“Nderit Ware” and the origins of pastoralist pottery in eastern Africa

  title={“Nderit Ware” and the origins of pastoralist pottery in eastern Africa},
  author={Katherine M. Grillo and Zachary McKeeby and Elisabeth Anne Hildebrand},
  journal={Quaternary International},
1 Citations


A monumental cemetery built by eastern Africa’s first herders near Lake Turkana, Kenya
Excavations and ground-penetrating radar surveys are reported at the earliest and most massive monumental site in eastern Africa, a communal cemetery constructed 5,000 years ago by eastern Africa’s earliest pastoralists that served as both an arena for interaction and a tangible reminder of shared identity.
Four middle Holocene pillar sites in West Turkana, Kenya
Abstract Megalithic architecture is associated with spread of food production in many parts of the world, but archaeological investigations have focused mainly on megalithic sites among early
Pottery Types From Archaeological Sites in East Africa
1. The few excavated sites with pottery in East Africa, apart from the coast, are confined to Western Uganda and the Central part of the Kenya Rift Valley. 2. Where absolute dating is impossible,
The bioarchaeology of mid-Holocene pastoralist cemeteries west of Lake Turkana, Kenya
Pillar site deposits provide important new insights into early herder lifeways in eastern Africa and the impact of the transition to pastoralism on past human populations.
Earliest evidence for the use of pottery
It is demonstrated that lipids can be recovered reliably from charred surface deposits adhering to pottery dating from about 15,000 to 11,800 cal bp (the Incipient Jōmon period), the oldest pottery so far investigated, and that in most cases these organic compounds are unequivocally derived from processing freshwater and marine organisms.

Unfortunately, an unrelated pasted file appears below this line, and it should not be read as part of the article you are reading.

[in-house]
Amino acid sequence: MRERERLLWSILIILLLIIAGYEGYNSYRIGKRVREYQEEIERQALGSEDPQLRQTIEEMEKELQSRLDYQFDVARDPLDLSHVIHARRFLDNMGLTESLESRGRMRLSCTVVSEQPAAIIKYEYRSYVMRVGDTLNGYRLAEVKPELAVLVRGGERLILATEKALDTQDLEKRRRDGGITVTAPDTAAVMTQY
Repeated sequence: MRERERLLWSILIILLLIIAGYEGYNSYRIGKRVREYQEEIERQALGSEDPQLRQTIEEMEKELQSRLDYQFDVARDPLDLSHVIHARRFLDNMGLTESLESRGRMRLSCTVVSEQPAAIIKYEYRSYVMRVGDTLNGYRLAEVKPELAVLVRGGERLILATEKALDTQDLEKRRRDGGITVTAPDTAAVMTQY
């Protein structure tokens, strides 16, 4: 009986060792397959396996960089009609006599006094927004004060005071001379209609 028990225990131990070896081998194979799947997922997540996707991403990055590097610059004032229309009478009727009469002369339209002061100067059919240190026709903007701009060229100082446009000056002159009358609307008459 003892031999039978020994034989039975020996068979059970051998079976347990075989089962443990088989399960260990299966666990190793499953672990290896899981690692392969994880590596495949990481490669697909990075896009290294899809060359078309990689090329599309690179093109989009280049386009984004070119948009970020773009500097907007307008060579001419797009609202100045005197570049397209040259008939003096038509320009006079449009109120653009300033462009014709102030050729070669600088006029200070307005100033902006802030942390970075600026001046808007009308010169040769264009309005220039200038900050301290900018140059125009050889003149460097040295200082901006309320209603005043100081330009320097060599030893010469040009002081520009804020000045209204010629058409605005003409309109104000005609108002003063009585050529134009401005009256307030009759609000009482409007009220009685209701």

Middle Holocene Fisher-Hunter-Gatherers of Lake Turkana in Kenya and Their Cultural Connections with the North: The Pottery
During the Early and Middle Holocene, large areas of today’s arid regions in North and East Africa were populated by fisher-hunter-gatherer communities who heavily relied on aquatic resources. In
Problems in the interpretation of radiocarbon dates: the Pastoral Neolithic of East Africa
For the Pastoral Neolithic of East Africa radiocarbon dates suggest two apparent anomalies in the archaeological record: pastoralism in the Central Rift at perhaps 7000 bp, and the very long duration
The First Emergence of Ceramic Production in Africa
The discoveries at Ounjougou (Mali), an open-air site in the Dogon Country, shed new light on the “early Neolithic” in Africa. The stratigraphic sequence and a cluster of absolute dates established a
The Holocene Archaeology of Southwest Ethiopia: New Insights from the Kafa Archaeological Project
Southwest Ethiopia’s cool, moist, and steep highlands differ from other African environments, and may have fostered distinct patterns of Holocene resource use and intensification. Prior to 2004, only